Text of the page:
them for you at the cost of technological transparency.  If the
geometry remains unchanged from frame to frame, no work is necessary to
modify the acceleration structures of course but if some modifications
are needed, CausticGL implements some custom matrix-based modification
functions that do NOT require a COMPLETE rebuild of the structures. 


In the technical brief, Caustic then walks the reader through building the classic "Whitted Scene" that most any graphics programmer learned in the first week or so of college, post-1985. 

Image courtesy:
won't bore you with the syntax and details of how it is done; you can
see how simply it is achieved yourself by downloading the technical
brief below.

The Real Story is Standardization

CausticRT, both the upcoming hardware and CausticGL software API,
has the lofty goal of creating a flexible platform for ray tracing
development.  By using a well known and understood programming model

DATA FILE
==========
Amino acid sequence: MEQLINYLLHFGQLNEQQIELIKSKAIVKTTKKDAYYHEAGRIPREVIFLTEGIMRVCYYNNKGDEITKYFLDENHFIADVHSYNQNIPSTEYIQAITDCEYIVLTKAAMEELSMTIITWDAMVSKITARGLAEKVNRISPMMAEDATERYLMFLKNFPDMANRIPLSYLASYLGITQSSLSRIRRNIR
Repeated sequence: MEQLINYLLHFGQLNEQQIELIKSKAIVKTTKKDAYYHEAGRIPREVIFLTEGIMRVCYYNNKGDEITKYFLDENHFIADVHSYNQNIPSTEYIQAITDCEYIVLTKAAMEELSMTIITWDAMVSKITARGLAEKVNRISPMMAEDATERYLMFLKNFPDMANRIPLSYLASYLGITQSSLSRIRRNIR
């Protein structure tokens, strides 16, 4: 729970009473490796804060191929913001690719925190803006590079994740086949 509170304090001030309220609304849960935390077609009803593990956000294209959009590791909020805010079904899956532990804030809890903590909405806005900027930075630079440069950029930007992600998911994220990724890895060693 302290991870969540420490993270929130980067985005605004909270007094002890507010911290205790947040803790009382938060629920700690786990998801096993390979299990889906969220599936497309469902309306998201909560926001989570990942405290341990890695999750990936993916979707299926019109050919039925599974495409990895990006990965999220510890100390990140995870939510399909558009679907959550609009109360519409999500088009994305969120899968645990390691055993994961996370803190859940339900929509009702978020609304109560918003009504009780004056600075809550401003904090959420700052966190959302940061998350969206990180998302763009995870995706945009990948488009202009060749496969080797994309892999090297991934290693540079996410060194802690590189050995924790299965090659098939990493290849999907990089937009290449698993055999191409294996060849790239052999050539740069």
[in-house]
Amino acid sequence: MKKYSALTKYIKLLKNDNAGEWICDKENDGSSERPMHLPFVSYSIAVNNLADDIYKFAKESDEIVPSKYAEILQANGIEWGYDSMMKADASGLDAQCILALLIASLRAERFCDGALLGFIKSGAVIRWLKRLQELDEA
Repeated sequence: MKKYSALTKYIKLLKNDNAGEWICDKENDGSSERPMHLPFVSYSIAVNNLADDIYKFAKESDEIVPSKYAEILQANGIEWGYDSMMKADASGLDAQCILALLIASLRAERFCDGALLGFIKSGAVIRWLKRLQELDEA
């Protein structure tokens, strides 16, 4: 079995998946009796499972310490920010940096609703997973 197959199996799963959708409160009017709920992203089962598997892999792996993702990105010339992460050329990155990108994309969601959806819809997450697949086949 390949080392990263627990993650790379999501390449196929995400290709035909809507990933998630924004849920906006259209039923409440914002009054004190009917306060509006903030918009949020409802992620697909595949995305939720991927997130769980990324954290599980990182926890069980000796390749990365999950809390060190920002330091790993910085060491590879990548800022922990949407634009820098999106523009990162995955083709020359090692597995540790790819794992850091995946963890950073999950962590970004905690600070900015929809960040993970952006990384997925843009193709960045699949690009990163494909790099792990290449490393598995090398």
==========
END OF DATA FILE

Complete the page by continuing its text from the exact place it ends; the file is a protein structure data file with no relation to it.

(based off of OpenGL) and handling most of the performance critical
aspects of ray tracing in the background, Caustic is hoping that more
and more developers will find ways to implement ray tracing in their
projects.  If updated and maintained properly, CausticRT could become a
flexible enough architecture to meet the needs for today's high-end
developers and advance the medium to a point where ray tracing is the
primary method of rendering.  Of course, much of this depends on the
advancements in hardware - both for CPUs, GPUs and Caustic's own ray